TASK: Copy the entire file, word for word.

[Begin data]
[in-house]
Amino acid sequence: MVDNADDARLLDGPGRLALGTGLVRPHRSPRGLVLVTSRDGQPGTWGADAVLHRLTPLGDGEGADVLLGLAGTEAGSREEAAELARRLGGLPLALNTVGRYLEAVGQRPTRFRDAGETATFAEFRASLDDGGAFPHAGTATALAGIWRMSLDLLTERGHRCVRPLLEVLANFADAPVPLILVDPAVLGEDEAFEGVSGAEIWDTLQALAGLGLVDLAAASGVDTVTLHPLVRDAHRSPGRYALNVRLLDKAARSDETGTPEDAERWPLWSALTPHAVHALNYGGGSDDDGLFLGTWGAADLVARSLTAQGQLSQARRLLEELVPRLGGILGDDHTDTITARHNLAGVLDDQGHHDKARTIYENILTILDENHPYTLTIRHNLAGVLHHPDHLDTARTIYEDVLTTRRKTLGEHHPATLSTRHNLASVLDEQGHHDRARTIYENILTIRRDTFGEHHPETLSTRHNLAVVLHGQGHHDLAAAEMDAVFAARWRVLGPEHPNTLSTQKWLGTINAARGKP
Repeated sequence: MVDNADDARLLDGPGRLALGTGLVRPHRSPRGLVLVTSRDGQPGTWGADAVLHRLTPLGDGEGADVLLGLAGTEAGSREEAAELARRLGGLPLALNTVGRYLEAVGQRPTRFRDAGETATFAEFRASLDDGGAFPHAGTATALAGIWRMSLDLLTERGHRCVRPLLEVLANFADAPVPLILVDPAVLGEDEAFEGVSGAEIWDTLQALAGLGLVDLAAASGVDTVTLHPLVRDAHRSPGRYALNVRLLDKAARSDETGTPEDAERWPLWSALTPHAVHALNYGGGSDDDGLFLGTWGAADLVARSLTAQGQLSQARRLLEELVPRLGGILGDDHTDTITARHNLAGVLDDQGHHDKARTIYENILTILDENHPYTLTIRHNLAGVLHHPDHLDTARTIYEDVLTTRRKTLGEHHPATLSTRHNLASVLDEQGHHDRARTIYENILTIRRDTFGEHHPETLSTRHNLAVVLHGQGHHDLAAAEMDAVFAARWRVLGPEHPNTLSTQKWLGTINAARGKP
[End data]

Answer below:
[in-house]
Amino acid sequence: MVDNADDARLLDGPGRLALGTGLVRPHRSPRGLVLVTSRDGQPGTWGADAVLHRLTPLGDGEGADVLLGLAGTEAGSREEAAELARRLGGLPLALNTVGRYLEAVGQRPTRFRDAGETATFAEFRASLDDGGAFPHAGTATALAGIWRMSLDLLTERGHRCVRPLLEVLANFADAPVPLILVDPAVLGEDEAFEGVSGAEIWDTLQALAGLGLVDLAAASGVDTVTLHPLVRDAHRSPGRYALNVRLLDKAARSDETGTPEDAERWPLWSALTPHAVHALNYGGGSDDDGLFLGTWGAADLVARSLTAQGQLSQARRLLEELVPRLGGILGDDHTDTITARHNLAGVLDDQGHHDKARTIYENILTILDENHPYTLTIRHNLAGVLHHPDHLDTARTIYEDVLTTRRKTLGEHHPATLSTRHNLASVLDEQGHHDRARTIYENILTIRRDTFGEHHPETLSTRHNLAVVLHGQGHHDLAAAEMDAVFAARWRVLGPEHPNTLSTQKWLGTINAARGKP
Repeated sequence: MVDNADDARLLDGPGRLALGTGLVRPHRSPRGLVLVTSRDGQPGTWGADAVLHRLTPLGDGEGADVLLGLAGTEAGSREEAAELARRLGGLPLALNTVGRYLEAVGQRPTRFRDAGETATFAEFRASLDDGGAFPHAGTATALAGIWRMSLDLLTERGHRCVRPLLEVLANFADAPVPLILVDPAVLGEDEAFEGVSGAEIWDTLQALAGLGLVDLAAASGVDTVTLHPLVRDAHRSPGRYALNVRLLDKAARSDETGTPEDAERWPLWSALTPHAVHALNYGGGSDDDGLFLGTWGAADLVARSLTAQGQLSQARRLLEELVPRLGGILGDDHTDTITARHNLAGVLDDQGHHDKARTIYENILTILDENHPYTLTIRHNLAGVLHHPDHLDTARTIYEDVLTTRRKTLGEHHPATLSTRHNLASVLDEQGHHDRARTIYENILTIRRDTFGEHHPETLSTRHNLAVVLHGQGHHDLAAAEMDAVFAARWRVLGPEHPNTLSTQKWLGTINAARGKP